Section 5. 28.20.040 – Notice of election including notice of polling locations …  Nothing mentions a time limit for reasonable notice of polling location moves.  When is it too late to make a change?  Who gets notified of those changes and when?

Section 7.  28.50.140 – Replacement ballots.  B.  Allows a vote by mail or as special needs to request a replacement ballot in person, by phone, in writing, or electronically.  Designated representative can also make the request.  Precisely how does one control these requests and ensure no fraud takes place? 

Section 8. 28.60.050 – Voting by mail in poll-based elections.  This should be illegal, and the section removed.  This is legacy from the original Title 28.

Section 8.  28.60.060 – Voting by fax or email (electronic transmission).  This should likewise be illegal, and the section removed.  This is likewise legacy from the original Title 28.

Section 14.  28.150.030 – Powers of the municipal clerk.  A. Authorizes the Municipal Clerk to take action to preserve the integrity of the election during an emergency.  While an emergency is defined in 28.150.020 as “any event that will deprive a significant number of the opportunity to vote,” it remains unclear who can designate one or even what one looks like.  This allows the clerk to accept applications to vote at temporary addresses, by electronic means, move polling locations, vote centers and ballot drop boxes.  It also allows the clerk to accept votes not cast on official ballots.  All these need to be deleted as they open the system to fraud.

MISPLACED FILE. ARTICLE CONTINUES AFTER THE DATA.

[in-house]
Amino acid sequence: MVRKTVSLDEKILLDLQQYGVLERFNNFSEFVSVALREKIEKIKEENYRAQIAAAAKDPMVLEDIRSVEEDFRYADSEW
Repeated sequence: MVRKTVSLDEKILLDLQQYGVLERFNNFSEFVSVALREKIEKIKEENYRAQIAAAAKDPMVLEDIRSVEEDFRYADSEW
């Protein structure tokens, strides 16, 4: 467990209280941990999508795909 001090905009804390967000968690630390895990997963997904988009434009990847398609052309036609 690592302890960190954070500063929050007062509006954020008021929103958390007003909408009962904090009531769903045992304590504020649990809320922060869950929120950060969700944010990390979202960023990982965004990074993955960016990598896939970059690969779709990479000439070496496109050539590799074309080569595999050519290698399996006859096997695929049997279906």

Section 14.  28.150.050 – Unofficial ballots.  Allows the officials at a polling location with insufficient ballots to created photocopies of sample ballots for use.  This should be deleted, as once again, it opens the system to fraud.

Section 15. 28.200 – Election offenses.  While this section is legacy from original code, I am mystified at the Muni defining these, as this belongs at the State of Alaska level and is adjudicated in state court.  Delete this entire section.  Does this expose a miscreant to double jeopardy?  Likewise, where does the Muni expect to prosecute these offenses?

As the resolution has been passed, this analysis is too little, too late.  OTOH, Assembly Member Kennedy is trying to put together a group that can do the more extensive rewrite of local election law.  We should support her in this effort.

Alex Gimarc lives in Anchorage since retiring from the military in 1997. His interests include science and technology, environment, energy, economics, military affairs, fishing and disabilities policies. His weekly column “Interesting Items” is a summary of news stories with substantive Alaska-themed topics. He was a small business owner and Information Technology professional.

More Election Diddling by the Anchorage Assembly

No comments

Sorry, the comment form is closed at this time.